Why Aren’t Countries Like England Wearing the Rainbow ‘One Love’ Armband at the World Cup?
Leading up to the 2022 FIFA World Cup, there was talk that nations like England, Wales, and Germany would have their captains wear rainbow “One Love” armbands on the pitch in an attempt to take a stand against discrimination. It seemed like that plan would go ahead without approval — FIFA is notoriously strict about what they view as political gestures entering the soccer space — with the nation’s respective football federations apparently preparing to pay whatever fines came their way. On Monday, November 21, though, everything changed. The countries backed down.
So what changed? Was this a case of talking a big game and simply failing to walk the walk? Not necessarily. Instead, things reached the point where the potential punishment could affect on-pitch performances.
Let’s break it down.
The Rainbow ‘One Love’ armbands were scrapped under threat of yellow cards
While a yellow card may seem innocuous on its own, it’s actually a pretty severe punishment. There’s no such thing as counting off six fouls or marching off five yards and restarting play in soccer. A yellow card puts you one mistake away from an ejection. Things get even trickier in a tournament like the World Cup due to accumulation rules. If a player gets a yellow card in each of the first two group stage matches, for example, he’ll miss the potentially crucial third.
It’s in that context that the nations and their captains decided against wearing a rainbow armband. There were fears that the referees could punish players who took what FIFA viewed as a political stand with a yellow card, which would create all sorts of problems. Dutch captain Virgil van Dijk, by that logic, would have to play the entire game knowing he couldn’t mistime a single challenge. The likes of Harry Kane and Manuel Neuer, both of whom are crucial to their team’s chances, would have faced the prospect of a suspension if they wore the armband twice.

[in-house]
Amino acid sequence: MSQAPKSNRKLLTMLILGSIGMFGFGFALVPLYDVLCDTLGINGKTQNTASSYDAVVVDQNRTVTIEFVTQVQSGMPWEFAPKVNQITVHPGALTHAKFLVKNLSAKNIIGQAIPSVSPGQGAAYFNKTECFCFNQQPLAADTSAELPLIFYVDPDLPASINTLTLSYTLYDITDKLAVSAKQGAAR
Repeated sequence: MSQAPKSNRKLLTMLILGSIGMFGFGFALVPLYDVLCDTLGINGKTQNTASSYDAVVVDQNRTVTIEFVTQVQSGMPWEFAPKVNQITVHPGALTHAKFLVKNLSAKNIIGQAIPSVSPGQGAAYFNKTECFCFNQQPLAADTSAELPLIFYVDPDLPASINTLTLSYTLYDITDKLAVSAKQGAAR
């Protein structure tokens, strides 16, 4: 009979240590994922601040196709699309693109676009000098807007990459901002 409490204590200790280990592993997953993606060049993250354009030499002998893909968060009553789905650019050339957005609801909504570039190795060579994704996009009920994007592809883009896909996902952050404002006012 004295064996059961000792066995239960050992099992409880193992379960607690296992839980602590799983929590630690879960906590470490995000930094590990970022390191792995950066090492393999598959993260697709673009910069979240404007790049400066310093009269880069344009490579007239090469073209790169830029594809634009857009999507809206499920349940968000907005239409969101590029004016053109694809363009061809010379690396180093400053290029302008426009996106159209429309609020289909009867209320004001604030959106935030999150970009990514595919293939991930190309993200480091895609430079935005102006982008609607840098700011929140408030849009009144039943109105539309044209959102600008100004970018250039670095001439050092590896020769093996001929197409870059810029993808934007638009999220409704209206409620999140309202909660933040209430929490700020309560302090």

“FIFA has been very clear that it will impose sporting sanctions if our captains wear the armbands on the field of play,” a joint statement football associations of England, Wales, Belgium, Denmark, Germany, the Netherlands, and Switzerland explained in a statement (h/t The Athletic.) “As national federations, we can’t put our players in a position where they could face sporting sanctions including bookings, so we have asked the captains not to attempt to wear the armbands in FIFA World Cup games.”
That wasn’t the end of the explanation, though.
“We were prepared to pay fines that would normally apply to breaches of kit regulations and had a strong commitment to wearing the armband. However we cannot put our players in the situation where they might be booked or even forced to leave the field of play.
“We are very frustrated by the FIFA decision which we believe is unprecedented — we wrote to FIFA in September informing them of our wish to wear the One Love armband to actively support inclusion in football, and had no response.
“Our players and coaches are disappointed — they are strong supporters of inclusion and will show support in other ways.”The English FA
As an alternative, FIFA will allow captains to wear armbands reading “No Discrimination,” although that message is intentionally vague. As Jack Pitt-Brooke of The Athletic noted, though, part of rainbow armband’s appeal was that it was non-accusatory. There was no specified offender or direct call to action. Just a rainbow heart and the words “One Love.”
Ultimately, this is what FIFA wants. The World Cup can be political when it serves the organization — it’s perfectly OK for the brass to hobnob with world leaders — and has to be completely neutral when it doesn’t help the bottom line — a rainbow armband would theoretically put Qatar under some extra media scrutiny, and we can’t have that happening.
Think that seems a bit dissonant and hypocritical? Welcome to international soccer.
It’s FIFA’s World Cup, and we’re just living in it.